There is no shadow of a doubt that the unstoppable development of new digital technologies has made the Internet the fastest growing media. The World Wide Web contains numerous types of files containing both user-generated content and modified versions of third party content.

According to a decision issued by the Commercial Court on 20 June 2007, "it is from the world of computing and telematic networks that a new vision of culture and information processing is emerging..." adding that that world is "free of the shackles and restrictions attributed to exclusive rights protected by Intellectual Property Laws". The latter statement is a direct attack on Intellectual Property rights which derive, in most cases, from the use of digital contents on the Internet.

Intellectual property, which protects intellectual creations regardless of the media on which they appear, is a victim of online attacks, which is having a direct impact on the development of the Internet, where all manner of registered content is distributed illegally. 

There are numerous situations when third party contents where intellectual property rights should be taken into account, however, these are unprotected due to of poor copyright management which leads to infringement by those users. 

What we are talking about are simple, everyday situations such as posting a video of a group of friends who have got together to create a parody of Alejandro Sanz’s latest video using his music as the soundtrack or using your favourite singer’s latest song as the soundtrack to your blog so everyone can enjoy it.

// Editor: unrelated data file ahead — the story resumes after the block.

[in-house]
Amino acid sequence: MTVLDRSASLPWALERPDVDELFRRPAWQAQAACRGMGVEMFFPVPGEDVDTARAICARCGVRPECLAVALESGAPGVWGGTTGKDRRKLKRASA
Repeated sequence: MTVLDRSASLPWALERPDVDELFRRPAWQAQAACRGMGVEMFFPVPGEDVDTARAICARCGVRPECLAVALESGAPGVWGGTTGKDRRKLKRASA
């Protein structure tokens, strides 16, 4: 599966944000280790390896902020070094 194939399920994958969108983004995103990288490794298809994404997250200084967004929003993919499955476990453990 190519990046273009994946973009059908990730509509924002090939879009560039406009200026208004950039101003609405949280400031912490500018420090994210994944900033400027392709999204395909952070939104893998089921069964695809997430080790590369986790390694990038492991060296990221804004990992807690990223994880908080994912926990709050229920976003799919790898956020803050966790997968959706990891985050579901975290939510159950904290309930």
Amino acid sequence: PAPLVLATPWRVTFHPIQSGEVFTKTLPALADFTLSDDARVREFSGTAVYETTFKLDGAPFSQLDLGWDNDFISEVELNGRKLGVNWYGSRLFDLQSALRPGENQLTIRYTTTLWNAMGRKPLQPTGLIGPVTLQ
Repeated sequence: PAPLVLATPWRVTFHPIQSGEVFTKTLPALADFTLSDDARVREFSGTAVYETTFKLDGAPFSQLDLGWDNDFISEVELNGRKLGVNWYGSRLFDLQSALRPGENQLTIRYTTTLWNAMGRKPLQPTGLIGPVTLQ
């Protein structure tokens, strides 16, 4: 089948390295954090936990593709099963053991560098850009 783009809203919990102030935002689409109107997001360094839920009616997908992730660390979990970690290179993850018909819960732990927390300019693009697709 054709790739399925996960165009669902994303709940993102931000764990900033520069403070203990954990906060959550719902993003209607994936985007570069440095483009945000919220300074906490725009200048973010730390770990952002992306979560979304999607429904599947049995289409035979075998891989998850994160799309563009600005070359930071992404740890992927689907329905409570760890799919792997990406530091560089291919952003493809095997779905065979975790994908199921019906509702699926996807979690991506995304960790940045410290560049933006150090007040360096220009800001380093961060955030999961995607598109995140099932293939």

Copyrights inherent to digital content can be viewed on web pages under the terms Copyright and Copyleft. While Copyright focuses on author’s rights and the fact that authors have rights over the manner in which their works are used, Copyleft alludes to the author’s waiver of exclusive rights over these, allowing users to exercise the rights set forth in article 17 of the Intellectual Property Law, which are rights to reproduce, distribute, public communication and transform the works.

Given the inevitable online exposure of contents, there are mechanisms that enable authors to regulate the way their works are used, which set guidelines regarding how to act to avoid breaching these requirements. 

Creative Commons licences are worth a mention, these being based on four conditions which, when combined, can give rise to six different types of licences. 

These conditions are: attribution, which gives credit to the author or source, prohibition against commercial use, no derivatives, which prohibits all but verbatim copies of the work and a final condition inherent to Copyleft, which is a general method for making use of a work unrestricted.  Users should be aware of these conditions when using the content available on the Internet.

The result of the above leads us to the conclusion that processing and managing Copyrights over digital content in a virtual setting is an extremely controversial subject.

An in-depth analysis of the different mechanisms available for protecting such content is doubtless required, given that breach of author’s rights is already the order of the day and is a trend that is sure to grow along with the rising number of users with access to new technologies.